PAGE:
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Working with natural ink and mineral pigment watercolors

I’ve been very excited about what is happening here in the studio lately. I’m discovering the joy of working with art materials that I make myself from found natural materials like plants and rocks. I received a grant this year from Minnesota-based Metropolitan Regional Arts Council (MRAC)/McKnight Foundation to travel and take workshops to learn about doing this. So far, I’ve traveled to Portland, OR, for a paintmaking workshop with Scott Sutton at Wildcraft Studio School, and to the bay area, CA, for a pigment foraging workshop/excursion with Heidi Gustafson. I’ve now got a little collection of watercolors made from mineral pigments, and a collection of iron ores to process into pigment myself, which I can then mix with different binders to make watercolor or oil paint. 

mineral pigment watercolor and India ink drawing by Cathy Durso

I’ve also been experimenting with making my own ink, and have been working with a subtle, warm yellow onion skin ink that crystalizes on paper and interacts with my black India ink in really beautiful ways.

onion skin ink and India ink moon drawing by Cathy Durso

Below are a few drawings made with the onion skin ink and mineral pigment watercolors. The black in the drawings is store-bought India ink and the other colors are the homemade ink and watercolors.

onion skin ink and mineral pigment watercolor drawings by Cathy Durso

I love the subtlety of the colors and the way that working with natural pigments is changing how I see color relationships. I also really enjoy this new interaction that I can have with nature, and getting to know how these materials behave. What do you think?

onion skin ink and India ink moon drawing by Cathy Durso
detail of onion skin ink and India ink drawing by Cathy Durso
mineral pigment watercolor drawing by Cathy Durso
mineral pigment watercolor and India ink drawings by Cathy Durso
mineral pigment watercolor and India ink drawing by Cathy Durso
detail of mineral pigment watercolor and India ink drawing by Cathy Durso
onion skin ink and India ink moon drawings by Cathy Durso
mineral pigment watercolor drawing by Cathy Durso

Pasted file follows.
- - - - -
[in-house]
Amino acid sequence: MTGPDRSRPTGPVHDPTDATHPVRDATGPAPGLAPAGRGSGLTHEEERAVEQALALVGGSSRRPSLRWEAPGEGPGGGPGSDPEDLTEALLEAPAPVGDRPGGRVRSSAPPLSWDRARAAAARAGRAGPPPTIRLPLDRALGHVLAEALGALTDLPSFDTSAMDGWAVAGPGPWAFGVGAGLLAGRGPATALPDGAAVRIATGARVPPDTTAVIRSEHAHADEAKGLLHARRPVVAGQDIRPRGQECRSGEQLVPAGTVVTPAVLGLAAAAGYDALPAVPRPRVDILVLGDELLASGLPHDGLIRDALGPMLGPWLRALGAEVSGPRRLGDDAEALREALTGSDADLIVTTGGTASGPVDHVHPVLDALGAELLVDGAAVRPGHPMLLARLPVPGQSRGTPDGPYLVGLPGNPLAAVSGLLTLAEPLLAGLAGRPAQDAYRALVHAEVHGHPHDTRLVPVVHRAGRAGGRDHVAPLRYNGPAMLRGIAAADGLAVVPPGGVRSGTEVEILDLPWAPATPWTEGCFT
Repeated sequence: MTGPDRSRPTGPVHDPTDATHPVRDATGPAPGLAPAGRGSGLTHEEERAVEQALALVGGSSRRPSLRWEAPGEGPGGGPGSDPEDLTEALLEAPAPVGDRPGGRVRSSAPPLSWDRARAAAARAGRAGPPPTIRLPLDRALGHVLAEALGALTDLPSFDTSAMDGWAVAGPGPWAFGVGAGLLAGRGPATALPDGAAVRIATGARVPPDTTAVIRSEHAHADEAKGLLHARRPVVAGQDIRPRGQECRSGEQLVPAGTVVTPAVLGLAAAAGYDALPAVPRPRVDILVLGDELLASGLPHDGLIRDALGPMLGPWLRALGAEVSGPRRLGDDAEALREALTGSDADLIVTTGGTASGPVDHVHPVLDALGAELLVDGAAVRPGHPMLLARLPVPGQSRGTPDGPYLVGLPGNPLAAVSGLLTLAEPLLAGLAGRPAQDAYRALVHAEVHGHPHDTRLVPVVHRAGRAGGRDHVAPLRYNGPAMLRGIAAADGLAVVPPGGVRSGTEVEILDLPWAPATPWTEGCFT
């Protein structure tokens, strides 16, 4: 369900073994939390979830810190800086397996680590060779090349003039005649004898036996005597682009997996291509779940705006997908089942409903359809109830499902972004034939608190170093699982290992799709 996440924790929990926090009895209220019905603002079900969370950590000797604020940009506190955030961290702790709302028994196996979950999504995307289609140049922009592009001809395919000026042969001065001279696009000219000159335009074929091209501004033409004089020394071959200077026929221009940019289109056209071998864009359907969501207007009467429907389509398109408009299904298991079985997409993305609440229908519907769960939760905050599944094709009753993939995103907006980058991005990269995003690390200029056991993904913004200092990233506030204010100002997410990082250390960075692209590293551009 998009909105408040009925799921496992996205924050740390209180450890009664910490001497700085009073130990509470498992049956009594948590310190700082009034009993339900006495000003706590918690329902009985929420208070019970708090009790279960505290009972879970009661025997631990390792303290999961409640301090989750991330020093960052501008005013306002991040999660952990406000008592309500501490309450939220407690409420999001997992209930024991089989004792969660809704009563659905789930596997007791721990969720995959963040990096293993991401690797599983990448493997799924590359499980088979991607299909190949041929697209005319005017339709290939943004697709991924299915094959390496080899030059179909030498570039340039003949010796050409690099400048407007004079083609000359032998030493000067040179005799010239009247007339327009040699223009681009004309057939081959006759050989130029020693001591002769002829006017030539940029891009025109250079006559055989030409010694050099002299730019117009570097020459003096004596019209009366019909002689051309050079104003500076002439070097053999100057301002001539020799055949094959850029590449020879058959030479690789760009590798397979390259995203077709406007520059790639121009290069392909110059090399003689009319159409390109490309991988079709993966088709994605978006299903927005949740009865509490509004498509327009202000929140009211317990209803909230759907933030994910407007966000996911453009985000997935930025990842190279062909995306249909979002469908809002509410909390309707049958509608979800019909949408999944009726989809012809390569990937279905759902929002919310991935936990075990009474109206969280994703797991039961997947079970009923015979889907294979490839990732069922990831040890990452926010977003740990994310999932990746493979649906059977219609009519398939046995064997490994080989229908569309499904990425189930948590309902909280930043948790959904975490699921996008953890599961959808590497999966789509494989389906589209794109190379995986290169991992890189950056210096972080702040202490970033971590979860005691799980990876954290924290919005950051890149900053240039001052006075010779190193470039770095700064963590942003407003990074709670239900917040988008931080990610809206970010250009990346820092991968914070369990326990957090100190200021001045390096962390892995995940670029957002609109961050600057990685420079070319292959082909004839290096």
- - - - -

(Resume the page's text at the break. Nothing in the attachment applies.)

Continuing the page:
mineral pigment watercolor drawing by Cathy Durso
mineral pigment watercolor and India ink drawing by Cathy Durso
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Observational Drawing Challenge: Drawings 1-10

For the past few years I have not really done much observational drawing. I want to stay fluent in drawing, and of course there is always room for improvement. I think observational drawing is an important skill, even though I work abstractly most of the time. There is always something to learn about the play of light and shadow, the creation of form, composing an image, and dedication to completion, that drawing from life teaches.

So! I have decided to challenge myself to make two observational drawings each week for the next year, creating 100 drawings total. I am using a variety of media for these drawings, from graphite to charcoal to soft pastel, and I may eventually start making paintings as well. The important thing is that they are all drawn from observation and that they are all completed works, rather than sketches or studies. For me that means that I consider composition on the page, and that the drawings are rendered to a level that I consider “finished”.

My first ten drawings are below.

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25 Minnesota Landscapes

For the past few months I’ve been working on a commission for the city of Eagan, MN, for their annual CSA project. No, I’m not growing green beans. In this case, CSA stands for Community-Supported Art. Each year, six artists are chosen to create a series of 25 original works, which are distributed to people who buy a share at the end of the summer during the “Art Harvest”.

I thought this was an interesting model for paying artists and I was thrilled to be selected as one of the artists to participate!